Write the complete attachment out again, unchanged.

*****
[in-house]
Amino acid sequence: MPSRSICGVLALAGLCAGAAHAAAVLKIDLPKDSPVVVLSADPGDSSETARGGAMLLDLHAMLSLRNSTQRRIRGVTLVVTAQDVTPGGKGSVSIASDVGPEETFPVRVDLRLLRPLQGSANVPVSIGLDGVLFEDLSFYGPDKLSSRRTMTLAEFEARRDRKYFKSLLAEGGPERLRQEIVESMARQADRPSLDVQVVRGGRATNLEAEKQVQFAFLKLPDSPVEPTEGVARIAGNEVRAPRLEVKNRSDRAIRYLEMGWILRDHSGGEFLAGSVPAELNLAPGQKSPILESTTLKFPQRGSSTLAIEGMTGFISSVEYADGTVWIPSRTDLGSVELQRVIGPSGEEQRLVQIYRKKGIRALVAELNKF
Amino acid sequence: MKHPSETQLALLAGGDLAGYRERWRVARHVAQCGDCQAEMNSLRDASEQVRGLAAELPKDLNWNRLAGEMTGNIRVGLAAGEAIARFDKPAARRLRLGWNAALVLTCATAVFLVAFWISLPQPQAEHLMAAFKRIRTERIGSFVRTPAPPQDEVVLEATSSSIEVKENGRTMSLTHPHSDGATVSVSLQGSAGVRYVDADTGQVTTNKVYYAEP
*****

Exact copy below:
[in-house]
Amino acid sequence: MPSRSICGVLALAGLCAGAAHAAAVLKIDLPKDSPVVVLSADPGDSSETARGGAMLLDLHAMLSLRNSTQRRIRGVTLVVTAQDVTPGGKGSVSIASDVGPEETFPVRVDLRLLRPLQGSANVPVSIGLDGVLFEDLSFYGPDKLSSRRTMTLAEFEARRDRKYFKSLLAEGGPERLRQEIVESMARQADRPSLDVQVVRGGRATNLEAEKQVQFAFLKLPDSPVEPTEGVARIAGNEVRAPRLEVKNRSDRAIRYLEMGWILRDHSGGEFLAGSVPAELNLAPGQKSPILESTTLKFPQRGSSTLAIEGMTGFISSVEYADGTVWIPSRTDLGSVELQRVIGPSGEEQRLVQIYRKKGIRALVAELNKF
Amino acid sequence: MKHPSETQLALLAGGDLAGYRERWRVARHVAQCGDCQAEMNSLRDASEQVRGLAAELPKDLNWNRLAGEMTGNIRVGLAAGEAIARFDKPAARRLRLGWNAALVLTCATAVFLVAFWISLPQPQAEHLMAAFKRIRTERIGSFVRTPAPPQDEVVLEATSSSIEVKENGRTMSLTHPHSDGATVSVSLQGSAGVRYVDADTGQVTTNKVYYAEP